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How To Clean Up After Brush Hogging

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Brush hogging is a method of removing bushes from the soil without the use of bulldozers or even uprooting the grasses and bushes. It is a faster way of clearing the land. But you need to find a way to clean up the brush hogging. After taking the time to research from different sources, we discovered the best way to clean up after brush hogging. 

After brush hogging, shredded remains will be scattered around, and you need to clear them off. Normally, these shredded grasses would decimate over time. But to clear them up faster, use a rake to gather them. You can also cut them further so they serve as mulch for the soil. 

That might be a bit difficult or maybe involve a lot of patience, but they are easy ways to get it done. Whether you are new to brush hogging or not, keep reading to learn relevant tips that can help you. 

Farmer cutting grass in the field using bush hog, How To Clean Up After Brush Hogging

What is Brush Hogging?

Brush hogging, also known as brush hogging, is the clearing of lands containing small plants and trees. It involves trimming the soil, mostly for the purpose of gardening, cultivating, and construction. 

During brush hogging, you will attach a brush hog to a tractor. Just like how you drive and use a tractor to clean the land and trim grasses. 

Unlike normal land clearing, brush hogging does not involve removing the whole root of the crops. If you still want to have the tips of trees or grasses on your land, you can just brush hog instead of using other cleaning methods such as bulldozing.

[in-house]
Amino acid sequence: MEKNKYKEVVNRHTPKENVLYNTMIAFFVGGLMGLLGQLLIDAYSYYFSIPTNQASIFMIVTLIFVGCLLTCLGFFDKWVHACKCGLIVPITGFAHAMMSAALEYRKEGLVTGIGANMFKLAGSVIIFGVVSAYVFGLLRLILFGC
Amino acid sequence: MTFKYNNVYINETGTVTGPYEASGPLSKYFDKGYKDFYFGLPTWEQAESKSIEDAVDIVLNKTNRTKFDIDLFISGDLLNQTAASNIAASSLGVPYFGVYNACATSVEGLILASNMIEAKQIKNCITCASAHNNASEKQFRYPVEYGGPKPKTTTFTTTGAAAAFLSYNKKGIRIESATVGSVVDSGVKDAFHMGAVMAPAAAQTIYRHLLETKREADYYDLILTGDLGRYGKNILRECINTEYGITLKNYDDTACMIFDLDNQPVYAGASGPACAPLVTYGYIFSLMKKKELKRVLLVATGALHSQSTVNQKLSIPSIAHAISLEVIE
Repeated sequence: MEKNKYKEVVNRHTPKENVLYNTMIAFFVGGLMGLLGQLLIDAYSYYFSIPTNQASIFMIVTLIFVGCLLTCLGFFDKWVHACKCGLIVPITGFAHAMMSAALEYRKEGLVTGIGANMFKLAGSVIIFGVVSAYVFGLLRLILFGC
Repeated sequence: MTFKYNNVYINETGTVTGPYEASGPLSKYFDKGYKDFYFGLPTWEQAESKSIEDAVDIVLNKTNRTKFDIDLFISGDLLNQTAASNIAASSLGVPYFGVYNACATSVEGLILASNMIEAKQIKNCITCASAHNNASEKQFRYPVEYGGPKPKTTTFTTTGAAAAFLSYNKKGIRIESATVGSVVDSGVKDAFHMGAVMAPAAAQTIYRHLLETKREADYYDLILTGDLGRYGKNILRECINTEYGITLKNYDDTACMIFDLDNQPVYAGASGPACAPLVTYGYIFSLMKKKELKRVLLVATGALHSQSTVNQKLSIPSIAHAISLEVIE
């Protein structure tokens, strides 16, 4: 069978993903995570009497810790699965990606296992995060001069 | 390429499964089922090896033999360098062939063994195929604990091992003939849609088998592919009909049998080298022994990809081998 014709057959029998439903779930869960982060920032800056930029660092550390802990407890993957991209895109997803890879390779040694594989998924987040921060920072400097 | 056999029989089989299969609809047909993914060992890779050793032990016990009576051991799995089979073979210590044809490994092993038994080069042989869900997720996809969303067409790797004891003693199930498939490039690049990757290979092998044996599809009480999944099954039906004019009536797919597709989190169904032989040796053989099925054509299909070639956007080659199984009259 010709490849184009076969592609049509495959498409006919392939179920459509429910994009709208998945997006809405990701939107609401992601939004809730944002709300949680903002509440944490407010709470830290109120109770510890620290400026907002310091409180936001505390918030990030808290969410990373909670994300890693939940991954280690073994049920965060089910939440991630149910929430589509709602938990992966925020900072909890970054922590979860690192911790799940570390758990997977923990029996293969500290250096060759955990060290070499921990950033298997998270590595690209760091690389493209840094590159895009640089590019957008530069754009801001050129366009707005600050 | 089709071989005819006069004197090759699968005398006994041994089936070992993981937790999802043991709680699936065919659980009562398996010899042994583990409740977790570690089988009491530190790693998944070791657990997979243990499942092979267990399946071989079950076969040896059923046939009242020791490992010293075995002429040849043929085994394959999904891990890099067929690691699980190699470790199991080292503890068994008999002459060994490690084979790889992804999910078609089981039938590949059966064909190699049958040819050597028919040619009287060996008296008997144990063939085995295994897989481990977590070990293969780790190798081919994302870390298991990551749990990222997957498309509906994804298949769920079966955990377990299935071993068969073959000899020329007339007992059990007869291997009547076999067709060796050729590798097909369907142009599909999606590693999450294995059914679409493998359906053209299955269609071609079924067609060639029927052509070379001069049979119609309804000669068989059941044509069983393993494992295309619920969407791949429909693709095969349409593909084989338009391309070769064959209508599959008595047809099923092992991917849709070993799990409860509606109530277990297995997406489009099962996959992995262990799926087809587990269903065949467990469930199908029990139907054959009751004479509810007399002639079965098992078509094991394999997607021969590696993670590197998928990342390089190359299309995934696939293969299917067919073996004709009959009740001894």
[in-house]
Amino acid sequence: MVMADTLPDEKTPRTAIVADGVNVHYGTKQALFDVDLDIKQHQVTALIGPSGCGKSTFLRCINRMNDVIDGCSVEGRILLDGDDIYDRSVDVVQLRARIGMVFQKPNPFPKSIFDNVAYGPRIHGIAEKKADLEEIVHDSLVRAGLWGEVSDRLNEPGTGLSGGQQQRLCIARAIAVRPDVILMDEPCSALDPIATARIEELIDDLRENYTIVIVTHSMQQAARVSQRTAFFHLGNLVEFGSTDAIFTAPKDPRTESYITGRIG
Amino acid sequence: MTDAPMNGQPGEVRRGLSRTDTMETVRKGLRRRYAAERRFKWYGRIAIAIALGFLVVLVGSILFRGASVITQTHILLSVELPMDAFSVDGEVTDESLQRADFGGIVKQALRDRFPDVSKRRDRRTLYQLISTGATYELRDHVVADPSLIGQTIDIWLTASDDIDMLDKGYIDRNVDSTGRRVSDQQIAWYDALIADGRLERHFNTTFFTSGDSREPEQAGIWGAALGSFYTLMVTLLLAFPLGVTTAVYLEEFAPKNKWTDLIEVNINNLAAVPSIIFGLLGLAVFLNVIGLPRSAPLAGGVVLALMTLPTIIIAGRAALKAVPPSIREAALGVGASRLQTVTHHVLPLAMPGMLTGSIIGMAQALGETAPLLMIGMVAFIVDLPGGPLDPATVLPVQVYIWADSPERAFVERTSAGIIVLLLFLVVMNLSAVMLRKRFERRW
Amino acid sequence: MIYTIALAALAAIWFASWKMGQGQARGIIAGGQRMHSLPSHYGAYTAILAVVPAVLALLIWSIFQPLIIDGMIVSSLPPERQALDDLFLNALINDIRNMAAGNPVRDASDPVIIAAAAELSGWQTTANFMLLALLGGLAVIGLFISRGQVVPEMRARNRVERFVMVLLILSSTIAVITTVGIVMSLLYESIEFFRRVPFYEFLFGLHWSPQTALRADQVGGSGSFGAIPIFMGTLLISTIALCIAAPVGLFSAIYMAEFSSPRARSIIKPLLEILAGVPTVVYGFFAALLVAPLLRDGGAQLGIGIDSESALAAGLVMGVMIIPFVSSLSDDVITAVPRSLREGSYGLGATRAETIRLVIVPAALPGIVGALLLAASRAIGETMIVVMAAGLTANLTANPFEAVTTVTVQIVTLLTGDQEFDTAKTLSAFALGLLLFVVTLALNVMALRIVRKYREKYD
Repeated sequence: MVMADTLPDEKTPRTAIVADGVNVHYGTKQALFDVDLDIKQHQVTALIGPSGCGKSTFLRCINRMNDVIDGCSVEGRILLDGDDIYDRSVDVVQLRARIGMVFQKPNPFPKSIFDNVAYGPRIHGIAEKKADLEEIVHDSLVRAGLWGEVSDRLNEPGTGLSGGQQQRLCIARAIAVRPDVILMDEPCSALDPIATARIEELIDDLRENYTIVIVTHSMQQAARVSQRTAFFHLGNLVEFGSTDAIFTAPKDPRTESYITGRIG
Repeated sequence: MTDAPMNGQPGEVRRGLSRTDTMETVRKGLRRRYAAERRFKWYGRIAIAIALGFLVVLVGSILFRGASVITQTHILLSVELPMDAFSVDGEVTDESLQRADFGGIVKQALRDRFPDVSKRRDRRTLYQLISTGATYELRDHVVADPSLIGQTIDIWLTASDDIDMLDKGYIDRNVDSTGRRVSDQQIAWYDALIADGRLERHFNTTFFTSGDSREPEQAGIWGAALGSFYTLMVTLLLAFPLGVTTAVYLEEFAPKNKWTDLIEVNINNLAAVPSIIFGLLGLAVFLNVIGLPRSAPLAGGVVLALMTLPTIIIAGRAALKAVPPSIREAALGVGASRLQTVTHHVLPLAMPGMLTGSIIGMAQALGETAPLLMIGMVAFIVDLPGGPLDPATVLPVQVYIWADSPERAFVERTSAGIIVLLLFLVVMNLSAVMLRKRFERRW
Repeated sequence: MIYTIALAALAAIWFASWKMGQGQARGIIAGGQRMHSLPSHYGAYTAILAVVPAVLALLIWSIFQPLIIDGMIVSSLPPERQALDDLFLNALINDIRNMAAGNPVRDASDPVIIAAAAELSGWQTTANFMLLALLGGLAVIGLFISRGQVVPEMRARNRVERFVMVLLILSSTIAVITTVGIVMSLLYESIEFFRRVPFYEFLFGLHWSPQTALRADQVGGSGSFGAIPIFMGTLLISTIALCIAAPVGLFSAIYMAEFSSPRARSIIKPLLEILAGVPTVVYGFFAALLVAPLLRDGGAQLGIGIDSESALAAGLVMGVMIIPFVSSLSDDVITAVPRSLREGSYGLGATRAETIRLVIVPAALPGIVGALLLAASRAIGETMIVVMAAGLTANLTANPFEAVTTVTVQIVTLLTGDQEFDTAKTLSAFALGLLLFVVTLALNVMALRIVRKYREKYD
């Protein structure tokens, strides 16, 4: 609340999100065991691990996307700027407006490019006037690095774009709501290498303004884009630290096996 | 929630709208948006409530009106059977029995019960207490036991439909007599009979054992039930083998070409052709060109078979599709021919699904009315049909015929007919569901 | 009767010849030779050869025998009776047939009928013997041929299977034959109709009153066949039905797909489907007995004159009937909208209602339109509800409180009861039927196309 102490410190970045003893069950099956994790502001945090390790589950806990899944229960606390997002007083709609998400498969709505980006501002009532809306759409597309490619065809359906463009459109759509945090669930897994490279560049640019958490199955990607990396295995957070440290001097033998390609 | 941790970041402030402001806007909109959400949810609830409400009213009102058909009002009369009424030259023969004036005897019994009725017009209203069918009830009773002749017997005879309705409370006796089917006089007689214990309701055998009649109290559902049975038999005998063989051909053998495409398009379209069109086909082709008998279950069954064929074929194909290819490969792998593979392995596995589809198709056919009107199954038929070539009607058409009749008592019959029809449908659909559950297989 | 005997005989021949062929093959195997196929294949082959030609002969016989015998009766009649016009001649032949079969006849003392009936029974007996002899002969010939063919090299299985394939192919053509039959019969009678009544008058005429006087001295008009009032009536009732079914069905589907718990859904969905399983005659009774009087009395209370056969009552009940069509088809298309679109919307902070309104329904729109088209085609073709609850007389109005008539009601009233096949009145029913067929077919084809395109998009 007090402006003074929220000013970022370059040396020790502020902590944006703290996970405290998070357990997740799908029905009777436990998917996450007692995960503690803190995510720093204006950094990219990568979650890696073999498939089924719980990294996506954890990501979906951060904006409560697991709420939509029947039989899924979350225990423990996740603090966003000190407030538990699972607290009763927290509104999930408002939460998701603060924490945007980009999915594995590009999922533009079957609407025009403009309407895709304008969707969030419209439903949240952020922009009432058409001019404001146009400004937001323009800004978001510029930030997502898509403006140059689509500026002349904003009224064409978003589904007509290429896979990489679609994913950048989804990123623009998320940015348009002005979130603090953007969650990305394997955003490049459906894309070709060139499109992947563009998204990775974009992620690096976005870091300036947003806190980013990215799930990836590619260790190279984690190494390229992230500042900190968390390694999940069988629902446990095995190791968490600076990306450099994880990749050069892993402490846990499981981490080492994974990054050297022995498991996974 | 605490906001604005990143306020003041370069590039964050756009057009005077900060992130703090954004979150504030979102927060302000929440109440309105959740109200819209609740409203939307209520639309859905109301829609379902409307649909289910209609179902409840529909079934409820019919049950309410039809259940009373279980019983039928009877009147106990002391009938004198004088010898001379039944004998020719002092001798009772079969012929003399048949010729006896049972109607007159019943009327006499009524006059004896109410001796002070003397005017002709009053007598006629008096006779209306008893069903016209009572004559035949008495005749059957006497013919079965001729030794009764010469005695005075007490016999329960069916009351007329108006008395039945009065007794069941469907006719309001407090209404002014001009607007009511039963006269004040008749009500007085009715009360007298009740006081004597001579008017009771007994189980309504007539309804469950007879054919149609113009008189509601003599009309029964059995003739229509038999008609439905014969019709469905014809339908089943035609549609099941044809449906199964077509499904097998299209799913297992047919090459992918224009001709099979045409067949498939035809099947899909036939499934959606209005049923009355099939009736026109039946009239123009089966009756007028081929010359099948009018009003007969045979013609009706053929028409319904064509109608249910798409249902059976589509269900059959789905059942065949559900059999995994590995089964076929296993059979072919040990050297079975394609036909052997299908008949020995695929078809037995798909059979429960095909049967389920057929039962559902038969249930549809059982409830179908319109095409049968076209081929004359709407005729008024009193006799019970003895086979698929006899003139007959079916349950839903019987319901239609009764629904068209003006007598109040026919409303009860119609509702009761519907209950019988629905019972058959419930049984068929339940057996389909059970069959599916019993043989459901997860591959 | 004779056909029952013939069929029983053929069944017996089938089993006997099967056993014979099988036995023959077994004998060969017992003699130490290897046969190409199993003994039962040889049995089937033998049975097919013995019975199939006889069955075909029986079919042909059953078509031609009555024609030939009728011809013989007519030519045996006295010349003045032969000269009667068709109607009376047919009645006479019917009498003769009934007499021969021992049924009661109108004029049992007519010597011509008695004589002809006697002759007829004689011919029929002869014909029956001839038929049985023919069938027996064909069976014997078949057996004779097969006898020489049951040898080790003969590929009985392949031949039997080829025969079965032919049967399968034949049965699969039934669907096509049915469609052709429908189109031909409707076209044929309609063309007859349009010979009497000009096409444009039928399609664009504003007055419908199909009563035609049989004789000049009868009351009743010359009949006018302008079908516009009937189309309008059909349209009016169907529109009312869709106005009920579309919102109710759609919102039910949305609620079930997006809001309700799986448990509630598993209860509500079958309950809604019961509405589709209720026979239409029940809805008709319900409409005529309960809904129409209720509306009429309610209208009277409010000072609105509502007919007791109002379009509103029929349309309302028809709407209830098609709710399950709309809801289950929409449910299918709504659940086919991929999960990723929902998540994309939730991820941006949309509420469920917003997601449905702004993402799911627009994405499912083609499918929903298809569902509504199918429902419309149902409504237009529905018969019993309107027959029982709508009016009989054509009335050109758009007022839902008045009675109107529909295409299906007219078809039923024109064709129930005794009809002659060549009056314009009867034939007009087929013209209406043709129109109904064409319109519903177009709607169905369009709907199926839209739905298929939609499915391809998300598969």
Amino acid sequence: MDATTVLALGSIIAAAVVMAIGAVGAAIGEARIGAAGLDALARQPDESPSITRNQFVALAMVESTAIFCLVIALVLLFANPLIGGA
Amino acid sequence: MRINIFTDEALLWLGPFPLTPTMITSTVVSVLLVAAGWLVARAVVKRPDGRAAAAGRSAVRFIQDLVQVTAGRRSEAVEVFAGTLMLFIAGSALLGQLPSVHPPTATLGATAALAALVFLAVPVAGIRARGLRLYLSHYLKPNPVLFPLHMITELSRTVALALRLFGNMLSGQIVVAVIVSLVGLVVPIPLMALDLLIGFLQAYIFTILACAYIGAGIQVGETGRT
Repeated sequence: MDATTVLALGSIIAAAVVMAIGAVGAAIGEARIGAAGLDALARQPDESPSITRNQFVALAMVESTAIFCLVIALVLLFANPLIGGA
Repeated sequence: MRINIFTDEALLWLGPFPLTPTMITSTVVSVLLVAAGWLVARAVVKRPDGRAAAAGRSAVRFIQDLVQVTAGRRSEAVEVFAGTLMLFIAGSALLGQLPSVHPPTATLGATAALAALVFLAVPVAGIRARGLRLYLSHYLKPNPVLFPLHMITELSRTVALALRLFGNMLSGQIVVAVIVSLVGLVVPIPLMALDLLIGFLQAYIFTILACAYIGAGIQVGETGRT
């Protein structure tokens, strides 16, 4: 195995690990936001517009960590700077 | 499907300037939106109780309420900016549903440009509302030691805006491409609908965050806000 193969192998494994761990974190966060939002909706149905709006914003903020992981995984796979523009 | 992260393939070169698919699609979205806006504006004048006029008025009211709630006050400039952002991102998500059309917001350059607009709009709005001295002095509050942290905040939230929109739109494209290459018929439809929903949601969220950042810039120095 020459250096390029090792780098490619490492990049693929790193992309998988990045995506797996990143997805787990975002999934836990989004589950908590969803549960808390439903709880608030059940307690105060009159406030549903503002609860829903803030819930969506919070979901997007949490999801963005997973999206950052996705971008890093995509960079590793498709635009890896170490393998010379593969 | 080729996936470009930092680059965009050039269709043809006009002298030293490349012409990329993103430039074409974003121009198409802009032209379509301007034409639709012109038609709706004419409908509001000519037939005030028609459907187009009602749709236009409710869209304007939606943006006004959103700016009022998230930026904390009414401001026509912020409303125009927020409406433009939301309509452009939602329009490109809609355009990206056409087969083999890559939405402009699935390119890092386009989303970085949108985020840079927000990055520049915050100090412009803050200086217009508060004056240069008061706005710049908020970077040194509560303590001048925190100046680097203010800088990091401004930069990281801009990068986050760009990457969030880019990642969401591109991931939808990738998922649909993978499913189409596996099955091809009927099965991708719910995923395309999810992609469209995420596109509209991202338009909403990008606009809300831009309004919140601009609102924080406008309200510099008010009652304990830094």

Meanwhile, the main tool used for this method of land clearing is a brush hog. It is also referred to as a topper or slasher. It has blades that are built on hinges. Most people think they are similar to a lawn mower, but they are a bit different because a lawn mower has its blades rigidly attached to the drive. 

Small farm tractor bush hogging on a grass field

How to Clean Up After Brush Hogging 

You might be thinking about how this really works. It is very easy and simple. As explained earlier, you don't need to physically do much when it comes to brush hogging. However, you need to be very patient during the process.

You can rake them together and then shred them again to serve as mulch for the soil. If you don't know how to brush hog before, here are things you should quickly learn about brush hogging:

A rake in the garden

Get your brush hog ready. At least select a brush hog that would be most efficient for this purpose so that you can complete your work faster. Then, connect the brush hog to a tractor or any motor that can drive the brush hog around.

Also, the tractor hydraulic press or PTO pressure will control how the brush hog works. Start driving your tractor with the PTO system at work too. Also, make sure the brush hog is at the right point of cutting.   

Tips For Easier Brush Hogging

Brush hogging is an intelligent method of clearing the land. However, without noting some points, you might be unable to get the best result from this method. Below are simple tips you should always follow during brush hogging:

  1. In bushes, there are usually cans and debris that can resist your work's smooth running. Make sure you take all of this off before starting. 
  2. You can start by simply mowing and driving slowly, especially from the area with lower grass. 
  3. Don't start with the PTO (power take-ff) in the beginning too. 
  4. Use a canopy for sun protection during brush hogging. 
  5. Periodically, turn your eyes toward the temperature gauge to monitor how hot the engine is so that you can stop your activity for a while and troubleshoot if necessary. 
  6. During brush hogging, there is a tendency that the engine fan and hogging blade would attract a lot of grass or cuttings. Check out for this too once in a while. 
  7. You should keep kids and pets away whenever you plan to brush hog. This is because they might be injured if they come near.